Although Dad instilled a love of reading in me, he also thwarted my creativity with a ruthless red editor’s pen and lines of criticism in the margins. I will say he is the reason I held back so long to make writing my occupation.
7. What are some jobs that you have held?
Before I list the jobs, let me tell you I had a short attention span and got bored easily. My first job was as a clerk in a laundry. I’ve been paid to help people open businesses including an ice cream shop, a bakery and a pool hall/tavern.
I was evening supervisor in the X-ray Department of a major St. Louis Hospital, started a pickle factory, a craft business and at one time trained salespeople how to ask only open ended questions.
8. What made you decide to write about the subjects or themes of your books?
I could always tell who committed the crime or killed the person long before a TV program was over. I thought wouldn’t it be nice to have stories no one could figure out?
It doesn’t take much of an idea for me to start a book. Sometimes it is a woman at the beauty shop or maybe a man screaming at his kids in public.
Also, I manage to slant a book toward a belief I hold dear.
9. Have you met any interesting people while researching your books?
Readers hate it when a detail is wrong or poorly researched. I have made friends with the county sheriff, and he is more than willing to tell me if something is right or wrong. I do the same with a local physician. Some of the medical jargon in my books comes from my own experience.
10. What is the most difficult part of writing?
I love to write. I also love to garden, go out with my metal detector, read, draw and collect rocks to name a few things. Our farm is small so far as farms go. It’s 100 acres, but I love to wander around it. We have horses, donkeys, sheep, dogs, cats and cattle. I just run out of time some days.
Let’s face it. We all need a couple of more hours in our days.
11. Who are some of your favorite authors and why do you enjoy their work?
I love Harlan Coben, James Patterson, Brenda Chapman, Sandra Brown (some of her work), Michelle Paver’s YA books and JK Rollins. I read many books from some of my friends who are great writers but not as well known, Shirley McCann, Tierney James and JC Fields are favorites.
When I read, I don’t have a favorite genre. I read anything that holds my interest, but I put it down if I find it boring. Life is too short, and there are so many books to read.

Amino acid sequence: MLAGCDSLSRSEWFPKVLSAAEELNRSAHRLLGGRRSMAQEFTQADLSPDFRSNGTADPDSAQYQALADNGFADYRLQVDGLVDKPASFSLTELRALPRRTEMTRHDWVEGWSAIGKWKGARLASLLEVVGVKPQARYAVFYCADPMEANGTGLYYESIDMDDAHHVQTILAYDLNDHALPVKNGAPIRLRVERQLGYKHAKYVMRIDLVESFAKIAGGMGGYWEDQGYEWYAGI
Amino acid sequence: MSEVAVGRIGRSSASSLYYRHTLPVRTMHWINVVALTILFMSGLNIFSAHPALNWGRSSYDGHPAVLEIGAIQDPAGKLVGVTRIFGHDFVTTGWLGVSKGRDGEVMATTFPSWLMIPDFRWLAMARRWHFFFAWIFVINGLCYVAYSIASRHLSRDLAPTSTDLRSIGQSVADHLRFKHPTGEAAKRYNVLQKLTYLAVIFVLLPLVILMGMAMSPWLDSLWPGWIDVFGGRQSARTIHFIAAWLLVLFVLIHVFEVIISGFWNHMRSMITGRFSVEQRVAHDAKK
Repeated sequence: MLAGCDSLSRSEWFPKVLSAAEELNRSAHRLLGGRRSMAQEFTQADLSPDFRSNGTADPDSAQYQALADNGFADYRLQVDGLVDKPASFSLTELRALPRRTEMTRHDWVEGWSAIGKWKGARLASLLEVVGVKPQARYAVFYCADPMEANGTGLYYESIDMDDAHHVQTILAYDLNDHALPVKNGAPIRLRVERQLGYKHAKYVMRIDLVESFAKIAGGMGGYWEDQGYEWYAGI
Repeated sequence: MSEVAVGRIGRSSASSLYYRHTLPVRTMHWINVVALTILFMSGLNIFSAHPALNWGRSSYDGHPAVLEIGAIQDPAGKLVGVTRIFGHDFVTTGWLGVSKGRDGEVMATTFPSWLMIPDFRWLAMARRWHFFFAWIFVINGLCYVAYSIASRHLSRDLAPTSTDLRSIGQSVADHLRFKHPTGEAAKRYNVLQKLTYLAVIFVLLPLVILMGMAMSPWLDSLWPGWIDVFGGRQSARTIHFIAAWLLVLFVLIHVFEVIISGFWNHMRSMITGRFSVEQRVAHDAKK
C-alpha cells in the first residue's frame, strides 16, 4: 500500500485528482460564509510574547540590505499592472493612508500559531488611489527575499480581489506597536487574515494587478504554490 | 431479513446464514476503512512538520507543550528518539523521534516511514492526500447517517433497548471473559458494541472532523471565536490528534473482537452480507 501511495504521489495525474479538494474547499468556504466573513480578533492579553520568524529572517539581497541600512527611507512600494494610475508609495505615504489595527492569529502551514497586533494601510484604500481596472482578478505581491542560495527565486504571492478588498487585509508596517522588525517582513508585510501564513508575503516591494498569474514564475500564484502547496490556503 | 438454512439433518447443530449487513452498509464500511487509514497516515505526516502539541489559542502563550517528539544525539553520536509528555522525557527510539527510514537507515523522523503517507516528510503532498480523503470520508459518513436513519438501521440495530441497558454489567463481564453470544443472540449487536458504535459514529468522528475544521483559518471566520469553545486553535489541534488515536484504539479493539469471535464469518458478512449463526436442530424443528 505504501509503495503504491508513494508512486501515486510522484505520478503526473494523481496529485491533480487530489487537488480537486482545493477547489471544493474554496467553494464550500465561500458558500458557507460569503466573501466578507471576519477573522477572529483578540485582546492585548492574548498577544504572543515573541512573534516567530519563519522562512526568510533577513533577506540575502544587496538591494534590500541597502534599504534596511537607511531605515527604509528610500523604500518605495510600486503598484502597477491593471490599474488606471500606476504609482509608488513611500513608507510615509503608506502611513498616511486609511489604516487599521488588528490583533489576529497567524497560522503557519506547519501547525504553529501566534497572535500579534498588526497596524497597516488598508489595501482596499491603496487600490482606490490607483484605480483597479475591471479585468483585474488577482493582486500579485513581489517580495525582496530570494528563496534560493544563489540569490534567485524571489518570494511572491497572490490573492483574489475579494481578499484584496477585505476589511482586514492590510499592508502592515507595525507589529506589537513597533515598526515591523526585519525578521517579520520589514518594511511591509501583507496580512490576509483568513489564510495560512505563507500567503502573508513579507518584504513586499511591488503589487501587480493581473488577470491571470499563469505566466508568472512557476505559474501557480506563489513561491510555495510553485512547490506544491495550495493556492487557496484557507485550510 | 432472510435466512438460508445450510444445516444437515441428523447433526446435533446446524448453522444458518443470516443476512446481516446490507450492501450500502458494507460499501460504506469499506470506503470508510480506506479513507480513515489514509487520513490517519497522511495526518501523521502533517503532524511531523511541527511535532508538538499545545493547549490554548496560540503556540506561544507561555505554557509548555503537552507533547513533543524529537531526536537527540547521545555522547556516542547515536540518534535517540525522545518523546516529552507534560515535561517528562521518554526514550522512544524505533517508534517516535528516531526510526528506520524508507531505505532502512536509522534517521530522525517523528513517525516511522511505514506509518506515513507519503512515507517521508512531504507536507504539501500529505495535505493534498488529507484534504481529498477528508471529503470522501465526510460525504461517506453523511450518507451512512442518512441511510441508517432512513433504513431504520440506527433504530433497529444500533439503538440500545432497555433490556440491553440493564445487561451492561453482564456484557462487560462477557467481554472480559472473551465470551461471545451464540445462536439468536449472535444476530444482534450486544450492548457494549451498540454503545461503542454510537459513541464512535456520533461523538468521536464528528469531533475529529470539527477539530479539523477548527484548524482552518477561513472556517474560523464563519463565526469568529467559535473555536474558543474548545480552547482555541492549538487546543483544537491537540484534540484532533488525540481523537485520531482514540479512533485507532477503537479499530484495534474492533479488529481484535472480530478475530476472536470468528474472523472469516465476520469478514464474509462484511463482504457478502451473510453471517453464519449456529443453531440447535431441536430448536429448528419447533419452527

12. What writing advice did you find most useful when you were honing your craft?
Butt in chair. Write daily no matter what. Don’t edit or revise until the entire story is on paper and we all have 24 hours in a day. How do you choose to spend yours?
13. Do you have any new work just released or coming out soon? If so, would you please tell us a little about it?
I released the third book in my Arizona Summers Mystery series. Bonfire, Barbeques and Bodies. Arizona owns a popular café and Sunday brunch in a resort town.
Hunters who come to the area have come up missing for years. When the brother of one of the missing men comes to the restaurant in search of him, Ary and her boyfriend, the Chief of Police, get involved, and the search for the killer or killers begins.
Arizona has a dog who is nearly human, a mother who gets in more trouble than a five-year-old who is left at home alone all day, and an aunt who keeps things sane.
14. Can you tell us a little about your current project?
I’m well into writing book four of the Arizona Summers series. The new book, Moms, Miracles and Mistletoe is a Christmas book based around my recurring characters. Arizona is adopted and has an interaction with her mother she has never met. A miracle happens, after all, it is Christmas. I think mistletoe speaks for itself.
Thank you for reading Ozarks Maven! If you’ve enjoyed my little seeds of wisdom and joy, please subscribe to Ozarks Maven, Like Ozarks Maven on Facebook, or follow me on Twitter @OzarksMaven.
I am an Amazon Associate. As such, I earn a small commission from qualifying purchases made through my affiliate links.